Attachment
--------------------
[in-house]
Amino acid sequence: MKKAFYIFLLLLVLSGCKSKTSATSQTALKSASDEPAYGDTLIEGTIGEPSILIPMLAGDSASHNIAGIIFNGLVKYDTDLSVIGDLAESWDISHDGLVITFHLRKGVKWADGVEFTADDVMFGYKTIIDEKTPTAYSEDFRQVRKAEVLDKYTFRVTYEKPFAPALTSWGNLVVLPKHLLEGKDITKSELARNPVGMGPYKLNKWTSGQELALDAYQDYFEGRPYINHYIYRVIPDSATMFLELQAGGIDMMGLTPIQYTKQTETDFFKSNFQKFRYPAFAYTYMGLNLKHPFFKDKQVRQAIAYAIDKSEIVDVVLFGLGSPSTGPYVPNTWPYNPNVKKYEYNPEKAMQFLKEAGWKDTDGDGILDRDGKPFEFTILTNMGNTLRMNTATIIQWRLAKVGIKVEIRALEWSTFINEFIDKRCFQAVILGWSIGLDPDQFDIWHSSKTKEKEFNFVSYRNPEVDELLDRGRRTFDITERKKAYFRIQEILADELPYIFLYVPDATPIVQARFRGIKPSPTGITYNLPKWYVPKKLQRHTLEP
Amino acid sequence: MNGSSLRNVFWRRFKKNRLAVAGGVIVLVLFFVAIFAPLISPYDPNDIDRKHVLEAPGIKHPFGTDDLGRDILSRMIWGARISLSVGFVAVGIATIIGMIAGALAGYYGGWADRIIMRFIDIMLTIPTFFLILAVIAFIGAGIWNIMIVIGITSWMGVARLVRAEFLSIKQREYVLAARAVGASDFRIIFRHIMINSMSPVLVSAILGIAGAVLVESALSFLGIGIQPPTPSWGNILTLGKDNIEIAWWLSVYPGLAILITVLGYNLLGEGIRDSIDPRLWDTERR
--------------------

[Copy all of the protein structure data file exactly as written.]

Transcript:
[in-house]
Amino acid sequence: MKKAFYIFLLLLVLSGCKSKTSATSQTALKSASDEPAYGDTLIEGTIGEPSILIPMLAGDSASHNIAGIIFNGLVKYDTDLSVIGDLAESWDISHDGLVITFHLRKGVKWADGVEFTADDVMFGYKTIIDEKTPTAYSEDFRQVRKAEVLDKYTFRVTYEKPFAPALTSWGNLVVLPKHLLEGKDITKSELARNPVGMGPYKLNKWTSGQELALDAYQDYFEGRPYINHYIYRVIPDSATMFLELQAGGIDMMGLTPIQYTKQTETDFFKSNFQKFRYPAFAYTYMGLNLKHPFFKDKQVRQAIAYAIDKSEIVDVVLFGLGSPSTGPYVPNTWPYNPNVKKYEYNPEKAMQFLKEAGWKDTDGDGILDRDGKPFEFTILTNMGNTLRMNTATIIQWRLAKVGIKVEIRALEWSTFINEFIDKRCFQAVILGWSIGLDPDQFDIWHSSKTKEKEFNFVSYRNPEVDELLDRGRRTFDITERKKAYFRIQEILADELPYIFLYVPDATPIVQARFRGIKPSPTGITYNLPKWYVPKKLQRHTLEP
Amino acid sequence: MNGSSLRNVFWRRFKKNRLAVAGGVIVLVLFFVAIFAPLISPYDPNDIDRKHVLEAPGIKHPFGTDDLGRDILSRMIWGARISLSVGFVAVGIATIIGMIAGALAGYYGGWADRIIMRFIDIMLTIPTFFLILAVIAFIGAGIWNIMIVIGITSWMGVARLVRAEFLSIKQREYVLAARAVGASDFRIIFRHIMINSMSPVLVSAILGIAGAVLVESALSFLGIGIQPPTPSWGNILTLGKDNIEIAWWLSVYPGLAILITVLGYNLLGEGIRDSIDPRLWDTERR